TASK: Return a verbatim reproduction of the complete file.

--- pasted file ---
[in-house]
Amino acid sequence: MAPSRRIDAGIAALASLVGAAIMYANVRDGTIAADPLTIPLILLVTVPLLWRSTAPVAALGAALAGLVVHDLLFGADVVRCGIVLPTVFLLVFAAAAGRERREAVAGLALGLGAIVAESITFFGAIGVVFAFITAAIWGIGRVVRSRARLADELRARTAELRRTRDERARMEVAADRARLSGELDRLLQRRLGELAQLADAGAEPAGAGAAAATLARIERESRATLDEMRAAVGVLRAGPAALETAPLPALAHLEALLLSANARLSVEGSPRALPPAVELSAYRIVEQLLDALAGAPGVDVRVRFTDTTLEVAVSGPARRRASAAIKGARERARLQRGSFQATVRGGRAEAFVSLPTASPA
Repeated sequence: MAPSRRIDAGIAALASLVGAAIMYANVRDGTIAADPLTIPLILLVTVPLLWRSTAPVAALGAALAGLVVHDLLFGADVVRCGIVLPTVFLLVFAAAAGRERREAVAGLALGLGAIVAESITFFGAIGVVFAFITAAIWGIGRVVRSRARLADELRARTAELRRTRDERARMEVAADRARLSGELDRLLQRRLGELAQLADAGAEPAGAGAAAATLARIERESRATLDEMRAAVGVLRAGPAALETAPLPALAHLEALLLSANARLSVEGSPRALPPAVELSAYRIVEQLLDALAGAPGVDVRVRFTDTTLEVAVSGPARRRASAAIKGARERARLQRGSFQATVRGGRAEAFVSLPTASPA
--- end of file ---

[in-house]
Amino acid sequence: MAPSRRIDAGIAALASLVGAAIMYANVRDGTIAADPLTIPLILLVTVPLLWRSTAPVAALGAALAGLVVHDLLFGADVVRCGIVLPTVFLLVFAAAAGRERREAVAGLALGLGAIVAESITFFGAIGVVFAFITAAIWGIGRVVRSRARLADELRARTAELRRTRDERARMEVAADRARLSGELDRLLQRRLGELAQLADAGAEPAGAGAAAATLARIERESRATLDEMRAAVGVLRAGPAALETAPLPALAHLEALLLSANARLSVEGSPRALPPAVELSAYRIVEQLLDALAGAPGVDVRVRFTDTTLEVAVSGPARRRASAAIKGARERARLQRGSFQATVRGGRAEAFVSLPTASPA
Repeated sequence: MAPSRRIDAGIAALASLVGAAIMYANVRDGTIAADPLTIPLILLVTVPLLWRSTAPVAALGAALAGLVVHDLLFGADVVRCGIVLPTVFLLVFAAAAGRERREAVAGLALGLGAIVAESITFFGAIGVVFAFITAAIWGIGRVVRSRARLADELRARTAELRRTRDERARMEVAADRARLSGELDRLLQRRLGELAQLADAGAEPAGAGAAAATLARIERESRATLDEMRAAVGVLRAGPAALETAPLPALAHLEALLLSANARLSVEGSPRALPPAVELSAYRIVEQLLDALAGAPGVDVRVRFTDTTLEVAVSGPARRRASAAIKGARERARLQRGSFQATVRGGRAEAFVSLPTASPA